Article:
Stock baptism image via Pexels.
IN a piece that appears to partially deflect blame for the tragedy that occurred last month, Christianity Daily yesterday carried a report that suggested that South Africans as a whole have not come to terms with climate change.
The Christian news outlet quoted Retief Müller, a South African theologian and a church historian, as saying that people are quick to blame marginal groups as a way of “avoiding complexity and complicity.”
This is not to defend the pastor, but it is important to be aware of the wider context. Given what we know of the history of xenophobia and anti-foreigner sentiment in various parts of South Africa, including in the Johannesburg area, negative feelings against this church leader might have existed even before the tragedy.
The pastor, identified as “prophet” Kind Kupe from neighboring Zimbabwe, was among those rescued after after he led his flock into the Jukskei River in early December.
According to News24, he did a runner after local residents blamed him for the tragedy, which claimed the lives of 15, including a baby aged just three months.
He is now back in Zimbabwe with his wife.
His landlady said in this Opera News report:
That man is so kind, like his name. What happened was truly a tragedy. He is not to blame. It was a natural disaster, but I don’t think that is how many people see it.
She sure got that right.
People had urged Kupe to stop his baptisms
Linda Twala, a resident of Alexandra, said many people had urged the pastor to stop his river baptisms but that plea fell on deaf ears.
Many have called for this pastor to stop what he is doing, but he still continues putting other people’s lives at risk. The entire township has been affected by this.
Twala questioned the rituals performed by the pastor.
I know that baptism is something that has been happening for a very long time, but for someone to be baptised at a river with that heavy flow of water is dangerous.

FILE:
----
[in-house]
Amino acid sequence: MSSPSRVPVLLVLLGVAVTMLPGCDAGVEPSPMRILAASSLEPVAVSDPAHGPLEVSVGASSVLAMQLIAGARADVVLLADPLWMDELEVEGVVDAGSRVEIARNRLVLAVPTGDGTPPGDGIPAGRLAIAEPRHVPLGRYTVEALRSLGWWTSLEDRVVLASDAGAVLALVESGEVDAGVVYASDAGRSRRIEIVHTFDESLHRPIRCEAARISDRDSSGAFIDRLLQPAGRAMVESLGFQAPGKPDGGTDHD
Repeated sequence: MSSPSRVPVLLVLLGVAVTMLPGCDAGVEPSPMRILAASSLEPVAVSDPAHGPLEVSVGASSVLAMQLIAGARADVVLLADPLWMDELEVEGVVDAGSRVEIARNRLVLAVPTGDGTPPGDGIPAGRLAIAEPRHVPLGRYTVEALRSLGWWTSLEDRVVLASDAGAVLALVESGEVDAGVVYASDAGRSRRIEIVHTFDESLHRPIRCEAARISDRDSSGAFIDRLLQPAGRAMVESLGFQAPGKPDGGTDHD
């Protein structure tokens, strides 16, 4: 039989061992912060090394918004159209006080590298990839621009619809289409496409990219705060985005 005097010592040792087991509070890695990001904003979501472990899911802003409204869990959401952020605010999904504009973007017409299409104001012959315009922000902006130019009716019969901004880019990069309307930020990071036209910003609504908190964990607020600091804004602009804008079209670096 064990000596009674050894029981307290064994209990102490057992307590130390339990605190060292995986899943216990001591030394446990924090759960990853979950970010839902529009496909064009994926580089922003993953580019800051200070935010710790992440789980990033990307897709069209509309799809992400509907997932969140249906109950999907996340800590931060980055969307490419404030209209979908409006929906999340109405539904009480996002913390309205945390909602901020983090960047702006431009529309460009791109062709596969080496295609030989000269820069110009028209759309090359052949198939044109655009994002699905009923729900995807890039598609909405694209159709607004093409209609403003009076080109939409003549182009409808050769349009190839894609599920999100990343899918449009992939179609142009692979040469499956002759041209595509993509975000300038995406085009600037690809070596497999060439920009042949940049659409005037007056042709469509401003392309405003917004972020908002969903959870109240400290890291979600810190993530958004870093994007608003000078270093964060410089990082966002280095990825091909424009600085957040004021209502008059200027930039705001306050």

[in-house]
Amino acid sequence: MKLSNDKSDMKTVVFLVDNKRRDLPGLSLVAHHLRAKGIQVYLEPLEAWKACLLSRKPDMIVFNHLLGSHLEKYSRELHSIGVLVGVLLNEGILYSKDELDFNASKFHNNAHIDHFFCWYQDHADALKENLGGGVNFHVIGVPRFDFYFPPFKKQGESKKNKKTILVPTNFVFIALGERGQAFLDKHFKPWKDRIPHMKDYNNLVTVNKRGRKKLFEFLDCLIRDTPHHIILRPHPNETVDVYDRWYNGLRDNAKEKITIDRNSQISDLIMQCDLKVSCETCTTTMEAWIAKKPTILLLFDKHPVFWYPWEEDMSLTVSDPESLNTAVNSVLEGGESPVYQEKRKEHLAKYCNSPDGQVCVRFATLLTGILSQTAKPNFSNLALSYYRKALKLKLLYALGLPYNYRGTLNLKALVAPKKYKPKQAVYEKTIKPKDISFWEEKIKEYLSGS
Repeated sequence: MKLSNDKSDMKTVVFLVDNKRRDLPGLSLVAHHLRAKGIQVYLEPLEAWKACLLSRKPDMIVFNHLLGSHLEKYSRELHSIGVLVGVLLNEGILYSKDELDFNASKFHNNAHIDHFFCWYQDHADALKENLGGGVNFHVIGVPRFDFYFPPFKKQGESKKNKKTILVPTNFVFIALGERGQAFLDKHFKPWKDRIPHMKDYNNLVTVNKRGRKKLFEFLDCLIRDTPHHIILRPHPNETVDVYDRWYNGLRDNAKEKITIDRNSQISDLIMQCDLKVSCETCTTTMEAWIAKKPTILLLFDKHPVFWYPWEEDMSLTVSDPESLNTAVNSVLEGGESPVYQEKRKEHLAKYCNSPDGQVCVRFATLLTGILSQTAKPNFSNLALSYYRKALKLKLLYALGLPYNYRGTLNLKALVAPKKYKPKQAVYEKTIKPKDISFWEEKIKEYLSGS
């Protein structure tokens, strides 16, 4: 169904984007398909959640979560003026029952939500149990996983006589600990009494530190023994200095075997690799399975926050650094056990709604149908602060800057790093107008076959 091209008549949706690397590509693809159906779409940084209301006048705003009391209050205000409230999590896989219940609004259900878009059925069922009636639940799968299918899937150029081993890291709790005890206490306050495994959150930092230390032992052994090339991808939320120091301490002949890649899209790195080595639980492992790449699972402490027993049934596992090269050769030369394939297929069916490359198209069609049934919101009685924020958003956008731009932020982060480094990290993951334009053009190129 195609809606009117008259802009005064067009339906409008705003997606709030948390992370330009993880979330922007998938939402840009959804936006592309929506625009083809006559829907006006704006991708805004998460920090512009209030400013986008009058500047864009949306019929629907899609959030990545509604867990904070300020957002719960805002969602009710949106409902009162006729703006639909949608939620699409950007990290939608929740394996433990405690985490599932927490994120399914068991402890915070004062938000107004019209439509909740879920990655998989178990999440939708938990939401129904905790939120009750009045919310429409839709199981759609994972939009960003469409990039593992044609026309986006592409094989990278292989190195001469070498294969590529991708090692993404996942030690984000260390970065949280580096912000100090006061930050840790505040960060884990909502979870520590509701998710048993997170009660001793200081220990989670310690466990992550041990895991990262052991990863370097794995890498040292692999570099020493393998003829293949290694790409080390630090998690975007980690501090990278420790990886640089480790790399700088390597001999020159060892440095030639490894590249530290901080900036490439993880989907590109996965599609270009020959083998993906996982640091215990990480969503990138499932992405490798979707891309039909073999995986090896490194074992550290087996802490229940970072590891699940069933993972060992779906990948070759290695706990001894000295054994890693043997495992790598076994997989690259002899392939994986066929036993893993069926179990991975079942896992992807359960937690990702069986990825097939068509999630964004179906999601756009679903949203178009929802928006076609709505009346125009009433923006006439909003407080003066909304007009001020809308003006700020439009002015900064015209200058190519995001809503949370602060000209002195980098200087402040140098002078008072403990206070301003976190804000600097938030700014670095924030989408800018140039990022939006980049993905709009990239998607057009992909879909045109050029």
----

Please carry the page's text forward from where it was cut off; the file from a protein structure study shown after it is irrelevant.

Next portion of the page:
People are now angry because lives have been lost. Many want to see this pastor to know what exactly happened.
Tefo Raphadu, a ward councillor in Alexandra, echoed Twala’s sentiments. He said:
All of us are concerned. We want to get to the bottom of what happened, and the pastor is the one who can give us those details. There have been posters saying ‘Ukuphi, ukuphi? (Where is he?)’. People are looking for him. He needs to be found so that he can fill in the missing pieces around this story.
Raphadu said it would be difficult to tell if the pastor was genuine or not, but fleeing counted against him.
His actions now don’t go well with him. If he was honest and this was a genuine accident, he should have been here to fill in the missing gaps around this story and be there to comfort the families.
According to Baptist News, Nomusa Bandile lost a teenage daughter in the tragedy. She said:
Our so-called pastor is now on the run, what a cruel fraudster.
There is a growing toll of worshippers losing their lives during flash floods that are now making open-river baptisms deadly in South Africa.
In December 2021, floods swept away a 21-year-old priest and a 41-year-old woman whom he was baptizing in the Free State, in central South Africa.
On the last day of 2022, three more people drowned during a river baptism ceremony gone wrong in Soweto, the most populous Black township in South Africa.
• Please help me keep The Angry Atheist going. You can support my work in three ways: via PayPal, Buy Me a Coffee or GofundMe.
If you spot any typos in this piece, please email me at firstname.lastname@example.org. Use this address to send me links to stories you believe would be a good fit for this site.
Leave a Reply